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Men’s Soccer Hangs Tough but Falls to No. 6 New Hampshire

The Crimson celebrates a goal in 2019. Harvard would have reason to celebrate in the 13th minute Tuesday after knotting the game at 1-1, but New Hampshire would go on to close with two unanswered goals for a 3-1 win.
The Crimson celebrates a goal in 2019. Harvard would have reason to celebrate in the 13th minute Tuesday after knotting the game at 1-1, but New Hampshire would go on to close with two unanswered goals for a 3-1 win. By Timothy R. O'Meara
By Eamon J. McLoughlin, Crimson Staff Writer

Harvard fell by a score of 3-1 to No. 6 New Hampshire in a closely contested match on Tuesday night in Durham, N.H. In its final game before Ivy League play, the Crimson proved that it could match up with one of the best teams in the country.

Despite the game finishing with a two-goal margin, Harvard (3-3-1, 0-0 Ivy League) stayed within touching distance of No. 6 New Hampshire (10-0-0, 2-0-0 America East) all night and could have taken the game to overtime had things gone the Crimson’s way.

“Though it hurts that we lost the game, it's important that we absorb as much information as we can from that experience to improve,” said first-year defender Ludovico Rollo of the match. “UNH forced us to make mistakes in that game that we can learn to avoid in future games.”

Rollo was one of three players to feature for the full 90 minutes for the Crimson, along with fellow first-year center back Jan Riecke and junior goalkeeper Oskar Nilsson. Harvard made extensive use of its bench on the night, with 19 players appearing for the Crimson, including first-year midfielder Max Goeggel, who made his career debut.

The game got off to an eventful start, with the Wildcats pulling out ahead with a well-worked goal in only the eighth minute, showing why it is one of the best teams in the country this year. Harvard was not deterred though, as it equalized less than five minutes later in the thirteenth minute after senior midfielder Cornelius Bencsik had a shot blocked before firing in the rebound.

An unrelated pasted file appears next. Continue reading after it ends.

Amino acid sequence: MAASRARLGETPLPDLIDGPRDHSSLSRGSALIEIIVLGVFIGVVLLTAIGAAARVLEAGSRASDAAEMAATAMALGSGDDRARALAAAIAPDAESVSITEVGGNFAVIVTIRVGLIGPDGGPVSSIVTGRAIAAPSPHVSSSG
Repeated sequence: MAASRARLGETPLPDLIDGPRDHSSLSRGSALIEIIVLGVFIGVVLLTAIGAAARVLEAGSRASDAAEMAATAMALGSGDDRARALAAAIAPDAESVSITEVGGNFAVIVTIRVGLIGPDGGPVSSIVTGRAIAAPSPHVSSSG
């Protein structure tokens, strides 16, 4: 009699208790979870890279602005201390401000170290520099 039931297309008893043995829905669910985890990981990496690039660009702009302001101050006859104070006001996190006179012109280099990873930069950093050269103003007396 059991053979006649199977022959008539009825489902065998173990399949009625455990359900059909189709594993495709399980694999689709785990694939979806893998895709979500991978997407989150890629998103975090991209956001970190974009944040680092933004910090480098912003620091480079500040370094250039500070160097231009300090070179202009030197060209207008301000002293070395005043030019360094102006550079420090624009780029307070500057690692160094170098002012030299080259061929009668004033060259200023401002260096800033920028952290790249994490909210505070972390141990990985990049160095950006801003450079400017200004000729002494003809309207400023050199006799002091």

The goal was Bencsik’s second in his last two games, and he was again assisted by first-year forward Alessandro Arlotti, who picked up his third assist of the season. New Hampshire restored its lead soon after the equalizer, regaining its one-goal advantage in the 21st minute after the Crimson failed to clear a ball in the air and was cut open by the ensuing cross.

Harvard continued to create chances and came within inches of equalizing in the 30th minute after sophomore forward Ale Gutierrez whipped in a dangerous cross to the feet of junior forward Martin Vician, but the Bratislava, Slovakia, native could not connect cleanly, and the score remained 2-1.

“We did well to respond to their first goal by shifting the play onto their half of the field which resulted in us scoring and equalising,” first-year midfielder Marko Isakovic said. “Even after we conceded the second goal, we continued creating chances, but we just got unlucky with not scoring another goal.”

The two teams stayed close throughout the second half, with both sides creating chances, until the Wildcats were able to extend their lead to 3-1 in the 72nd minute. Nilsson came off his line to clear a bouncing long ball at the corner of the box but was beaten in the air by the New Hampshire striker who then tapped the ball into the open net to all but end the Crimson’s chances of coming back.

“We held our own against one of the highest-ranked teams in the nation on away turf,” Isakovic said of the match. “That, combined with the momentum of our wins against Merrimack and Vermont, makes me confident that we can get a positive result on Saturday.”

Harvard opens Ivy League play away at Yale this Saturday at 7 p.m., with the matchup coming almost two years to the day after their last meeting, which came on Oct. 4, 2019. The Crimson leads the all-time series 55-39-12 and will look to build on that plus-16 margin on Saturday.

— Staff writer Eamon McLoughlin can be reached at eamon.mcloughlin@thecrimson.com.

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